Friday, February 12, 2010

The Burqa and the Thong

It's popped up yet again. These days you can't look at any news medium without finding an instance of the Western obsession with what Muslim women wear, whether they are coerced and how do we, in the West, handle the notion of veiled women.

The real question, of course, is what any veil means as a symbol, and to whom. Symbols are cultural expressions of social conventions. As such, they do not have fixed and absolute meanings or values.

There is no greater reason than custom and historical happenstance that a blue, white and red cloth should represent France; one could represent France with a boar's head on a stick or a bottle of Beaujolais or a photo of Brigitte Bardot.

So what is a burqa, other than a dress that covers the wearer from head to toe? Why is it more demeaning to women than, say, the miniskirt or the thong?

Just as some people argue that the burqa shows women's submission to men, others argue that the miniskirt and thong show the objectification of women as bodies made to please men.

As for the in-between costume, a veil or headscarf, the cri de guerre in French schools, I am told that it is an teenage girls' fashion. Daughters of immigrants rebel against assimilation, or simply to shock or break a rule.

Apparently, in France one can see girls with expensive, fashionable clothes, makeup, and a veil that is also as luxurious.

Isn't the headscarf a reverse miniskirt, just like the reverse of a burqa is a thong?

7 comments:

Anonymous said...

The Virgin Mary wore a head scarf.

Lucy

Anonymous said...

I agree! Though I wear many of our society's appropriately "feminine" garments, I have long been baffled by people's preoccupations with the reverse miniskirt, as you aptly put it. When traveling in places like Egypt, India and Senegal, I ended up spending an unusual amount of time and energy trying to neither offend the locals nor myself with the pressure to conform. At every turn I ended up realizing I am conforming all the time at home in NY too, but Western expectations of my style are so indelible at this point the pressures became less apparent. Whatever the case, much too much attention is paid to what women are wearing.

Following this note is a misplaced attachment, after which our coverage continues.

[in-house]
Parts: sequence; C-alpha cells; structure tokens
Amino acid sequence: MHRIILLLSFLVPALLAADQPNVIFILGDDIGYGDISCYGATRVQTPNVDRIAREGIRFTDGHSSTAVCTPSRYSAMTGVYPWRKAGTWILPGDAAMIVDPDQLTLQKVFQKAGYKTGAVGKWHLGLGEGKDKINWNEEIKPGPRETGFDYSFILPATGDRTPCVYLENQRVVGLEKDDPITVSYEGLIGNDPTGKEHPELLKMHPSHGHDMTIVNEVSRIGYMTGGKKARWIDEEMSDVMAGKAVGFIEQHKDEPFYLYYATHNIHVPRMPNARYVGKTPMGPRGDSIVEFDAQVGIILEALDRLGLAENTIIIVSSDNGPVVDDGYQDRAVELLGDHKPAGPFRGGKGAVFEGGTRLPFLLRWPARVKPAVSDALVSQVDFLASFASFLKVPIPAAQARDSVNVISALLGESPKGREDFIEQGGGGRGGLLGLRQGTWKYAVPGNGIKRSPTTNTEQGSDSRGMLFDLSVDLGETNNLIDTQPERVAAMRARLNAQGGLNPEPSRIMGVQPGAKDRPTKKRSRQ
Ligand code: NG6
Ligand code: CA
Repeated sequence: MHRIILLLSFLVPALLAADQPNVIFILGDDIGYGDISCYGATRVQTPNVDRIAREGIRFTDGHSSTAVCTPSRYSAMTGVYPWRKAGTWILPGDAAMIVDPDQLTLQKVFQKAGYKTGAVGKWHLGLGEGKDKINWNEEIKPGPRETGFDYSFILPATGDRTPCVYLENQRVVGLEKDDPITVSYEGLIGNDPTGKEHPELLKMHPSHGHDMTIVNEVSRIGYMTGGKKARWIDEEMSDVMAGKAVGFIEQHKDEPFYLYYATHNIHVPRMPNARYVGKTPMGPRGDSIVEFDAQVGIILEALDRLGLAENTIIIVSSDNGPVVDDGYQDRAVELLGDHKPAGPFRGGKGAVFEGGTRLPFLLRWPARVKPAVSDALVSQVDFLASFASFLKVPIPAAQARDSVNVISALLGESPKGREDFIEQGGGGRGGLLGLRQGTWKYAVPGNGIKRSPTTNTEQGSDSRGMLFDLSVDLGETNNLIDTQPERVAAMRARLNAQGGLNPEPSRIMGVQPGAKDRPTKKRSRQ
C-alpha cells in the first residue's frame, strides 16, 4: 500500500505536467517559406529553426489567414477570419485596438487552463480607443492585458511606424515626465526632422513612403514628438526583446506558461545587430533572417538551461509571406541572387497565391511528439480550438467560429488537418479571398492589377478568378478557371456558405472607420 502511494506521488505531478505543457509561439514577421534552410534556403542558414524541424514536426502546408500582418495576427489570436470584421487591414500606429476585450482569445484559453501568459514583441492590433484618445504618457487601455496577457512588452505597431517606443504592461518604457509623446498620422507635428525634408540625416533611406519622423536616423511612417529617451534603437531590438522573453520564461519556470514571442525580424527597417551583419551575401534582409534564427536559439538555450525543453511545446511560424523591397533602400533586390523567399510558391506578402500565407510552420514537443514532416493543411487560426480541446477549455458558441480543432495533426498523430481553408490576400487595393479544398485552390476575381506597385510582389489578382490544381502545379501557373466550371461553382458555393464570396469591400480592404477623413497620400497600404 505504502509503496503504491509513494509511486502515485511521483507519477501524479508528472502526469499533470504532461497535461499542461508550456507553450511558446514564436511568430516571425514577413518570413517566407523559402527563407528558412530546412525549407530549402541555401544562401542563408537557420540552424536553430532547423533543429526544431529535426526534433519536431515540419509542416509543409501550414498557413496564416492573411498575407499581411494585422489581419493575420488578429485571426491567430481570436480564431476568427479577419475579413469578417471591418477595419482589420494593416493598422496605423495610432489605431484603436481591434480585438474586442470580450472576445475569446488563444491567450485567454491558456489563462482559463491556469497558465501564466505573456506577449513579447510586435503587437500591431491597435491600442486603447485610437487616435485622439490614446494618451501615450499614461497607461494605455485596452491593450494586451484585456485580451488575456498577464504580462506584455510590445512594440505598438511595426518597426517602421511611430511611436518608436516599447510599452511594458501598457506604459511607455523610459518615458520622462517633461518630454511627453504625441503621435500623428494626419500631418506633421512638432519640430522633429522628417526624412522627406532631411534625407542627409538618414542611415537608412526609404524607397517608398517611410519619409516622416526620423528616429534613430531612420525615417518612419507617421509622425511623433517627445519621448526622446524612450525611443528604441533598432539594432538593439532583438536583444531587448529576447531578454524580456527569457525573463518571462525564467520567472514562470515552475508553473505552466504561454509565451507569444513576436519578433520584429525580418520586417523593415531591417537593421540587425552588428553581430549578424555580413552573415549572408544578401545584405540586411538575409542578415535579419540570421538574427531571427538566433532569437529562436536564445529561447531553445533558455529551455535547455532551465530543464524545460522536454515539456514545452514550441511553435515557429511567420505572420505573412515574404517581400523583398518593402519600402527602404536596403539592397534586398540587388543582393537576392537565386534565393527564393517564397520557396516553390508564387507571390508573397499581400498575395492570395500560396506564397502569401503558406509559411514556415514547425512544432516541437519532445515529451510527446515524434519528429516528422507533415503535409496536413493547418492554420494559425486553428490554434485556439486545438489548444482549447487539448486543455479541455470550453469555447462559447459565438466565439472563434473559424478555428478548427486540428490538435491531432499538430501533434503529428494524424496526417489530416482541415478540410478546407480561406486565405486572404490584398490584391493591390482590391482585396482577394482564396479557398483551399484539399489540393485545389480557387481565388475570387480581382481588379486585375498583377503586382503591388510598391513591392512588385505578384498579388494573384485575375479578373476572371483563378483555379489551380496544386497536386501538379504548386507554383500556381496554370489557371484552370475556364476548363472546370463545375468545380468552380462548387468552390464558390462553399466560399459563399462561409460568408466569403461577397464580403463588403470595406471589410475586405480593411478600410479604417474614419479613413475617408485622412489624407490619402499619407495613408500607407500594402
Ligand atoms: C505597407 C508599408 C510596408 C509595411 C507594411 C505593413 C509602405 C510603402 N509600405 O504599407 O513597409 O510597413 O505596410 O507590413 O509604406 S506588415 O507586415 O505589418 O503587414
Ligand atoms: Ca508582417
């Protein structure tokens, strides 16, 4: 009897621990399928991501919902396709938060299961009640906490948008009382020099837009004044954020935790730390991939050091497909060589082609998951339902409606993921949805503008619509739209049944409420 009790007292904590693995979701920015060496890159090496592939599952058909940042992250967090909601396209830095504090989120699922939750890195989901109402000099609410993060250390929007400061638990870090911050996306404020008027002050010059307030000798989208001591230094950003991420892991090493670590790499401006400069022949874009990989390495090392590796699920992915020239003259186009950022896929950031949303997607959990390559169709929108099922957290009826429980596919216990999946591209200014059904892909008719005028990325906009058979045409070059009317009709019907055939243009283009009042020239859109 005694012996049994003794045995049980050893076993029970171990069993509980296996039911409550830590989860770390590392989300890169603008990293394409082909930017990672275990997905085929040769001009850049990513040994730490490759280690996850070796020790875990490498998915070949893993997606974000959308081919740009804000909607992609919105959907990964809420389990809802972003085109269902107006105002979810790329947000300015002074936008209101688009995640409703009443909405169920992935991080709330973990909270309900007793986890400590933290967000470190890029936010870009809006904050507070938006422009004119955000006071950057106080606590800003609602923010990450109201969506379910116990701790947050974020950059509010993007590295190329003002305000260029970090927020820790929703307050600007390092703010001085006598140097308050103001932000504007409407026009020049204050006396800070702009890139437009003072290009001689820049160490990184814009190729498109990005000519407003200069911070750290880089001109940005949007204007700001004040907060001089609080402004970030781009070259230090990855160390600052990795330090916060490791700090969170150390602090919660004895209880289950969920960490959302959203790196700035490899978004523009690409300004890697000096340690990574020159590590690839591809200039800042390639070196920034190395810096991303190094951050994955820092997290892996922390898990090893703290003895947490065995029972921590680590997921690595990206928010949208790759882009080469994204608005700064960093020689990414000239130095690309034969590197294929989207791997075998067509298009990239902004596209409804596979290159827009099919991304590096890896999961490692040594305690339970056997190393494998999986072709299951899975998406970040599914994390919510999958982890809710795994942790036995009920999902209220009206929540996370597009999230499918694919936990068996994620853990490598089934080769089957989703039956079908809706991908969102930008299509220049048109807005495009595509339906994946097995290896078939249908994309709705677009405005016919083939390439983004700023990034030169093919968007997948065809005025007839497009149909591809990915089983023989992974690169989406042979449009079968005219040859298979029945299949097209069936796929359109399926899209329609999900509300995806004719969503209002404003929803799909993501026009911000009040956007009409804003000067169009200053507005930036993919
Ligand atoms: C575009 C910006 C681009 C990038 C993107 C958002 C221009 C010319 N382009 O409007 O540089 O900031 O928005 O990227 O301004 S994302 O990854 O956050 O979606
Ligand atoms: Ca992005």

Diana Di Rico

Geneviève said...

"the reverse of a burqa is a thong" : do American women walk in the streets with a thong only?

And yes, as Diana DiRico said: one has to respect traditions in the country we visit or live

Anonymous said...

I find it rather amusing that the society which invented the balaclava helmet can get so upset over a way of wearing a headscarf when it has never felt that way when the likes of Grace Kelly or HM the Queen wore them! Wealthy and fashionable women still buy Hermes scarves, yet tying them to conceal the neck is apparently "oppressive". As I understand it, girls have websites full of intructions on elaborate ways of tying their scarves and must save a fortune on hairdressers!

Joan

Cold Spaghetti said...

In women studies, we're taught to see binary systems in equal polarity: if one side of the binary is oppressed a certain way, the other side is equally oppressed. (For example, the masculine, heterosexual norm is categorized as strictly as the female -- both are limiting, etc.)

Which makes your suggestion about the burqa/thong dynamic particularly interesting. Each send opposite cultural messages, but they can reverse depending on the context/audience.

Anonymous said...

k

Anonymous said...

no one really cares